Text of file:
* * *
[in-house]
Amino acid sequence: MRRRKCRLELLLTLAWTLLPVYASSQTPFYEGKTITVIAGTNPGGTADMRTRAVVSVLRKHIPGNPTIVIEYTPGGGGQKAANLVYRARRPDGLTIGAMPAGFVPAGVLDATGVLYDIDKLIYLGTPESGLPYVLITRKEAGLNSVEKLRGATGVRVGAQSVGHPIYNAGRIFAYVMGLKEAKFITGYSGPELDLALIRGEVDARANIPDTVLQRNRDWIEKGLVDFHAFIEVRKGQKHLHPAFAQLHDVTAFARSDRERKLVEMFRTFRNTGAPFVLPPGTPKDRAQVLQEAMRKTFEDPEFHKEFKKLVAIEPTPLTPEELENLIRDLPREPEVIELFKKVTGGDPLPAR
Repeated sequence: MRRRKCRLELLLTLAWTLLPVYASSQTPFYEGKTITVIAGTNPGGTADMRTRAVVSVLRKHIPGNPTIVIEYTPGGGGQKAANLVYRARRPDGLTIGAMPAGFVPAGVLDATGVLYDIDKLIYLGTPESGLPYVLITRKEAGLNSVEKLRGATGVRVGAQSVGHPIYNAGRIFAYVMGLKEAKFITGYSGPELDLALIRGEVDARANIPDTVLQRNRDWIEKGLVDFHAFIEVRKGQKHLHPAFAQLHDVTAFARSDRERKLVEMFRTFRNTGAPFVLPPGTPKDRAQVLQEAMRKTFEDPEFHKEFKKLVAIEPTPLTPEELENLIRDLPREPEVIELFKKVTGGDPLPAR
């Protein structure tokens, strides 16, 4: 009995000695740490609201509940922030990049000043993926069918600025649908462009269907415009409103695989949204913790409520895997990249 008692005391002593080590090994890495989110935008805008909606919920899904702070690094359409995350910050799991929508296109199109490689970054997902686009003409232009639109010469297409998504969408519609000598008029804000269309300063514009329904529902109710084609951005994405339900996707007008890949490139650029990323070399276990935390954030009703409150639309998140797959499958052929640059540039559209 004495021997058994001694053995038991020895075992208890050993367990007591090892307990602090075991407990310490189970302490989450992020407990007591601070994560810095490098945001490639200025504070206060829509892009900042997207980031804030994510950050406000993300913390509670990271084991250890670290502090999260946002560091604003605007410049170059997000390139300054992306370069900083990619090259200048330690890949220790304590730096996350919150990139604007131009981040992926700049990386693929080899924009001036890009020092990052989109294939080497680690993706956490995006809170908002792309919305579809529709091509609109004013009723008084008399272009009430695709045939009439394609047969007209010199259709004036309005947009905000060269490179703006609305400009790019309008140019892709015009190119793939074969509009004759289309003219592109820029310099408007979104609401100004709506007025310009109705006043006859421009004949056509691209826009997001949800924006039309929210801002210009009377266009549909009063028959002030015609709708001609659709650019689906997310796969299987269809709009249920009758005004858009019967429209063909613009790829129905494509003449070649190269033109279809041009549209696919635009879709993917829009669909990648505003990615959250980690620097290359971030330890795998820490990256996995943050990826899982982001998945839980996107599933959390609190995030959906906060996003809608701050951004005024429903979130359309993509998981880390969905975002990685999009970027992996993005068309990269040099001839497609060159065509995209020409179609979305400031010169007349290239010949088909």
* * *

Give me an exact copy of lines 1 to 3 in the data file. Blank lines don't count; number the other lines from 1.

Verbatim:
[in-house]
Amino acid sequence: MRRRKCRLELLLTLAWTLLPVYASSQTPFYEGKTITVIAGTNPGGTADMRTRAVVSVLRKHIPGNPTIVIEYTPGGGGQKAANLVYRARRPDGLTIGAMPAGFVPAGVLDATGVLYDIDKLIYLGTPESGLPYVLITRKEAGLNSVEKLRGATGVRVGAQSVGHPIYNAGRIFAYVMGLKEAKFITGYSGPELDLALIRGEVDARANIPDTVLQRNRDWIEKGLVDFHAFIEVRKGQKHLHPAFAQLHDVTAFARSDRERKLVEMFRTFRNTGAPFVLPPGTPKDRAQVLQEAMRKTFEDPEFHKEFKKLVAIEPTPLTPEELENLIRDLPREPEVIELFKKVTGGDPLPAR
Repeated sequence: MRRRKCRLELLLTLAWTLLPVYASSQTPFYEGKTITVIAGTNPGGTADMRTRAVVSVLRKHIPGNPTIVIEYTPGGGGQKAANLVYRARRPDGLTIGAMPAGFVPAGVLDATGVLYDIDKLIYLGTPESGLPYVLITRKEAGLNSVEKLRGATGVRVGAQSVGHPIYNAGRIFAYVMGLKEAKFITGYSGPELDLALIRGEVDARANIPDTVLQRNRDWIEKGLVDFHAFIEVRKGQKHLHPAFAQLHDVTAFARSDRERKLVEMFRTFRNTGAPFVLPPGTPKDRAQVLQEAMRKTFEDPEFHKEFKKLVAIEPTPLTPEELENLIRDLPREPEVIELFKKVTGGDPLPAR